At this point in his career, Robin Trower wants to explore recording music that interests him.
That's what led the British guitarist to create his latest disc, What Lies Beneath.
While Trower's bluesy guitar work is very much evident on the new album, he also decided to sing the vocals himself.
"It was definitely something I felt I had to do," said Trower in a phone interview while on his latest tour, which includes a stop at Penn's Peak in Jim Thorpe on Saturday night.
Normally, Trower concentrates on playing his Fender Stratocaster and lets others handle the singing, such as James Dewar, who did it during Trower's Bridge of Sighs zenith in the 1970s, or former Cream bassist Jack Bruce, who teamed with Trower for a record, Seven Moons, and a tour earlier this year.
"The key thing is, I was determined to end up with the material feeling like it did when I was writing it," said Trower. "I didn't want to lose sight of what I originally created.
"It has an overall feeling, a vibe to it, because I do the vocals in the same phase as the music. Having an outside singer would have been disruptive to the vibe. I felt very comfortable with it when I was writing the songs, and I made sure the keys were comfortable for me to sing."
Trower, at 64, continues to perform the music that made him famous as a solo act after he left Procol Harum in 1972. "Most of the people who come to see me want to hear the music I did in the 70s," he admitted.
About 12 years ago, however, Trower and his manager Derek Sutton began their own label as an outlet for Robin's recorded output, allowing him creative freedom without the commercial restraints often associated with major record companies.
"At this time, I am determined that every album in the future would be something different," he related. "I just didn't want to go around the same old wheel. These are all things I'm passionate about."
Trower is noted for his work in the power trio format, and while guitarists such as Jimi Hendrix and Albert King served as musical influences, he suggested his early interests were more varied.
"I started out being very keen on rock and roll in the 50s, but then I heard B.B. King and James Brown, and I listened to a lot of rhythm and blues," he said. "That changed my direction quite a bit."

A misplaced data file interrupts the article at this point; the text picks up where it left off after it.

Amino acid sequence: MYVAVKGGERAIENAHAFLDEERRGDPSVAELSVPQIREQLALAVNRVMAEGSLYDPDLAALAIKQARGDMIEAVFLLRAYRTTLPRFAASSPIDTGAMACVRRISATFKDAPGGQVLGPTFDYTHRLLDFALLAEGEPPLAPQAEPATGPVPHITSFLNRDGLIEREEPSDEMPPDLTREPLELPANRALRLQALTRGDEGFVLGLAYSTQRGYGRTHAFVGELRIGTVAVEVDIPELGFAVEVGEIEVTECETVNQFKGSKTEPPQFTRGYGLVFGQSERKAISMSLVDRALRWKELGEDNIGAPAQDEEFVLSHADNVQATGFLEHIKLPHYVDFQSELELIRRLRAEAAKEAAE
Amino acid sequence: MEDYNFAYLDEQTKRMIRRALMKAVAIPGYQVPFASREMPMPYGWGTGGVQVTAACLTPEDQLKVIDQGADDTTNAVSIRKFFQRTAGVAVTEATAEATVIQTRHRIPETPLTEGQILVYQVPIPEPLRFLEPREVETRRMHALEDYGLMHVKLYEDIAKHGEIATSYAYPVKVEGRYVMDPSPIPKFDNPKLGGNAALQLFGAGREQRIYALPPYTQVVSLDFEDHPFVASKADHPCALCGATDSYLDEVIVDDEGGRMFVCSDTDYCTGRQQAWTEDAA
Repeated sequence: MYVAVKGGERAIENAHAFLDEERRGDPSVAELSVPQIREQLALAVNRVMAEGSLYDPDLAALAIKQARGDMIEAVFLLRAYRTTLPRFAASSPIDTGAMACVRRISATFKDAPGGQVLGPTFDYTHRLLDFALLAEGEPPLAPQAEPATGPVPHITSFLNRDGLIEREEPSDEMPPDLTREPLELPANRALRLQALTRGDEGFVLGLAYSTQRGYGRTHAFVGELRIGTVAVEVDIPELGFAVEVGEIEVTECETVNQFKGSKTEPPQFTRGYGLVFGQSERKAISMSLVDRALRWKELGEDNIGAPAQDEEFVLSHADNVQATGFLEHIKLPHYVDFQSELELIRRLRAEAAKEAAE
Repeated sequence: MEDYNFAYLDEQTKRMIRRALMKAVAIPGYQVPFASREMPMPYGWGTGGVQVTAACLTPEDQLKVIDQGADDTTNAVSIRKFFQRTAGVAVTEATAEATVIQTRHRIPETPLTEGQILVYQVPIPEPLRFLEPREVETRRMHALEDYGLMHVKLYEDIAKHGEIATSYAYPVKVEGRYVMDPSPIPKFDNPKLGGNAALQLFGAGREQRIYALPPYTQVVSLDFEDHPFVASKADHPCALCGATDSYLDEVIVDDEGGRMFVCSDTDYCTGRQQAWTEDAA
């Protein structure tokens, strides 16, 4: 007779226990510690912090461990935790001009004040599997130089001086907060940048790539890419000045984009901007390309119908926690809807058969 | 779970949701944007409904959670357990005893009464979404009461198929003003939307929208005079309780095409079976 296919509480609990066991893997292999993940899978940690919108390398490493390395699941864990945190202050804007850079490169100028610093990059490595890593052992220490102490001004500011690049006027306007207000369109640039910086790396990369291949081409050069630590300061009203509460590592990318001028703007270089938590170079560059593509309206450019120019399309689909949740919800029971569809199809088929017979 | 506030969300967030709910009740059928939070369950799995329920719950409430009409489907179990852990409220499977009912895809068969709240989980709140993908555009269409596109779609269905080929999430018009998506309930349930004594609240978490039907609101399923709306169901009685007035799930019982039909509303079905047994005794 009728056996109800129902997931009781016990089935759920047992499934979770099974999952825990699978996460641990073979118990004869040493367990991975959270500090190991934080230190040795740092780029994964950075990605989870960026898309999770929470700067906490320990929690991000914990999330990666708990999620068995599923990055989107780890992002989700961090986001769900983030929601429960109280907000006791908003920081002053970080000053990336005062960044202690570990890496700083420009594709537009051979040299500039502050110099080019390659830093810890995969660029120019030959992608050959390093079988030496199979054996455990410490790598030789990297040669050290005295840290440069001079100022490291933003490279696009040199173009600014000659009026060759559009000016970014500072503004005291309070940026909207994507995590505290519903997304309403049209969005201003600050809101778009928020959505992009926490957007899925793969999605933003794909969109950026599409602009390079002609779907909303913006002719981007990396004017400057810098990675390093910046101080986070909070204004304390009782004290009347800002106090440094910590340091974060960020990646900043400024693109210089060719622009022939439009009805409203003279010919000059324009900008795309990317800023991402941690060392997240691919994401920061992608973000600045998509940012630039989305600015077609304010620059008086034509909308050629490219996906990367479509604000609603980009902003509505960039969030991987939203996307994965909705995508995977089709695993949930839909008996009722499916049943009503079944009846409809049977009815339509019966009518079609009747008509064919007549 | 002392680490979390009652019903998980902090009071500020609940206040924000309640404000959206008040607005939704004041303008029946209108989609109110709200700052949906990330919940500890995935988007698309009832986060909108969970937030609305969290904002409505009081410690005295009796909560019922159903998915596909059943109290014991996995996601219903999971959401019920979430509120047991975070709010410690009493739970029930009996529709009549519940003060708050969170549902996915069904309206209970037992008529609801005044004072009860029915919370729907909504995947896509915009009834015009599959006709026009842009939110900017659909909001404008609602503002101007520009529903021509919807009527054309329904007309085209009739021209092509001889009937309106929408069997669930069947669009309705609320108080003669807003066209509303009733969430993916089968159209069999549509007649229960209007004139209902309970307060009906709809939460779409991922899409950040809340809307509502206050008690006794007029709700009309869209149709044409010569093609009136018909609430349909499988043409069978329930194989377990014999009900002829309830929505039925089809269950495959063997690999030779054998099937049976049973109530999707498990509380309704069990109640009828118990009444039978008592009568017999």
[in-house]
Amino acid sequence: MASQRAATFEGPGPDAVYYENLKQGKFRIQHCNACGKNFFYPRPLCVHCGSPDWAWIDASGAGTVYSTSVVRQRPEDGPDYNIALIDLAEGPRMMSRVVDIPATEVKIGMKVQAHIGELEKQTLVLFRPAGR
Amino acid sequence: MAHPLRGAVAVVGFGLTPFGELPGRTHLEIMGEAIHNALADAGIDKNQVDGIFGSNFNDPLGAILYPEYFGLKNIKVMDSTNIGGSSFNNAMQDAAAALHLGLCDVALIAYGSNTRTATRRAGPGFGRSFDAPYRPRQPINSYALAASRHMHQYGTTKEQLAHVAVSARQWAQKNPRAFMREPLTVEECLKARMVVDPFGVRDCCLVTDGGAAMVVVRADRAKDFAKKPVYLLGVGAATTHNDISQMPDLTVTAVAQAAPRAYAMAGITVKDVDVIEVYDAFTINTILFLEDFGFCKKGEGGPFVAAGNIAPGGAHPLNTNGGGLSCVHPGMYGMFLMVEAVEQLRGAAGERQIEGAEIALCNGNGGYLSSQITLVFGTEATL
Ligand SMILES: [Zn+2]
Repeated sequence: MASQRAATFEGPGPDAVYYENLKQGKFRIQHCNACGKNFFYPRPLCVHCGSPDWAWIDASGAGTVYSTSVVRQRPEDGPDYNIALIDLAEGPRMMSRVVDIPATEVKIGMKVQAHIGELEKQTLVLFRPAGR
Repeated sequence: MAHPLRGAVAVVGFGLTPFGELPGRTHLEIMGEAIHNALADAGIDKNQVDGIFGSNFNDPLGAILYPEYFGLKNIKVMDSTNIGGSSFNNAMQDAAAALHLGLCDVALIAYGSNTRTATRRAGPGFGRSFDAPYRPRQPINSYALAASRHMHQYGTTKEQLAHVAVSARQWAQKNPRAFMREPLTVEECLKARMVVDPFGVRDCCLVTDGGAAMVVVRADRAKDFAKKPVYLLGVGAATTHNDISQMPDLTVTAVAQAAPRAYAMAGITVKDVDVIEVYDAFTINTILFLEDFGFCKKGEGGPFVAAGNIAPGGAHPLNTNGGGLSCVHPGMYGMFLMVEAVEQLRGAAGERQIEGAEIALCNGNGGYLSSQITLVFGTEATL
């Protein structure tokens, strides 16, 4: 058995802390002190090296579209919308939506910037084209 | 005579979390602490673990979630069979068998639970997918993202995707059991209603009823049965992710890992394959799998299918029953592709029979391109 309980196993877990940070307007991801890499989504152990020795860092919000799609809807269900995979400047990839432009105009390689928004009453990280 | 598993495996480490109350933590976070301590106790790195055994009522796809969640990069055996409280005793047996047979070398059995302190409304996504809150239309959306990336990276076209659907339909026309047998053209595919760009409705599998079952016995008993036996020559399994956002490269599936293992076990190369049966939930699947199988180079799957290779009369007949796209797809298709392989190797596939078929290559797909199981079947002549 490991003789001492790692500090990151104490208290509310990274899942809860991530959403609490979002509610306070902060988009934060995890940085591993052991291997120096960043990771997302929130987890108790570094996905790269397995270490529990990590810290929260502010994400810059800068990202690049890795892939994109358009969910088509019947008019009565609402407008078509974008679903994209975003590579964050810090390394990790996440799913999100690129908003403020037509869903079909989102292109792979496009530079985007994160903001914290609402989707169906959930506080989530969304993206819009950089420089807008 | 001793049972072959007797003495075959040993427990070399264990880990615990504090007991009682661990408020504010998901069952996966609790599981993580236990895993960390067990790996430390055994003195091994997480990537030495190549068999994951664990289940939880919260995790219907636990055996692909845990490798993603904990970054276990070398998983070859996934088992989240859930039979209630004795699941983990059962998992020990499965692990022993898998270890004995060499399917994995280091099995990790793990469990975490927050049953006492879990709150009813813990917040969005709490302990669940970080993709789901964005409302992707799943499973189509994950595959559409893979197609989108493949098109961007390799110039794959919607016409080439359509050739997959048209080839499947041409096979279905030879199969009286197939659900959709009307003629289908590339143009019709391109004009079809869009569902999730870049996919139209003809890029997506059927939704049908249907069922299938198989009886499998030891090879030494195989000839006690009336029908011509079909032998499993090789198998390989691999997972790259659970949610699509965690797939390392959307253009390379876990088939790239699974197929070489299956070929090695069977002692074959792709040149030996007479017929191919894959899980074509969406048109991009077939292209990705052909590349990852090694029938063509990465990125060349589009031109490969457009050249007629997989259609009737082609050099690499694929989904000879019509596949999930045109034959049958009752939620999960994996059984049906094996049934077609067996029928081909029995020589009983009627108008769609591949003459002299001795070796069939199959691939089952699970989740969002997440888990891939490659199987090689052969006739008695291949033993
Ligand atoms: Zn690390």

Working with Jack Bruce, which Trower did back in the 80s on albums such as BLT and Truce, was also rewarding, although the two of them hadn't taken the opportunity to share the concert stage until this year.
"I had never performed live with Jack before, so it was quite an enjoyable time," Trower related. "It was unfinished business, something I always wanted to do."
What Lies Beneath was recorded and produced by Livingston Brown, who also played bass on the album. The 11 tracks have a seamless flow to them. "Part of the reason for that is Livvy and I are so comfortable working together," he explained.
In addition to Trower's vocals, the album also includes the use of strings, another change for him.
"That's what I was set on achieving with these songs. I'd never done that before, so it was something new to me," he mentioned. "If the songs needed augmenting, I wanted to do what I could do to make it as good as it can be."
One standout track is "Once the Spell is Broken", a ballad with a dreamlike quality to it.
"I wrote it for a film about five years ago, and I decided to rearrange it, and that completely changed the vibe," Trower remarked.
The album was recorded in bits and pieces over a nine month period, although the actual studio time amounted to just a few weeks. "It's definitely a snapshot of where I was musically at the time," he said.
The album does have Trower's stamp on it. "Some pieces couldn't be by anybody else," he commented. "The opening instrumental ("Wish You Were Mine") is unique. There's nothing else like it."
While pleased with his new album, Trower said there is not a lot of room for new material in his concert setlist.
"It's fun to play the instrumental, but there is so much to choose from," he noted. "While the setlist on this tour is different from last year, once you get one that works great, you tend to stick with it."
Trower's touring band remains the same as from his March, 2008 appearance at The Peak and includes Davey Pattison on vocals, with Glenn Letsch on bass and Pete Thompson on drums.
"This is our third year with this particular group, but I've played with them all at one time or another in the 80s," he said. "The more you play together, the more it becomes a natural thing you don't have to think about."
Trower still enjoys performing his old songs live, so he can have the best of both worlds, on stage and in the studio.
"I've been blessed with a great gift of creativity and a love for playing the guitar. That keeps the fires burning," he added.
Robin Trower will perform at Penn's Peak Saturday night, Oct. 3. The opening act is Steve Brosky and Jimmy Meyer. Doors open at 6 p.m. with show time at 8 p.m. Tickets are $27 in advance and $32 the day of the show for general admission seating. Tickets are available online through www.ticketmaster.com, at Ticketmaster outlets, at the Penn's Peak box office and Roadies Restaurant. For more information, call (866) 605-PEAK.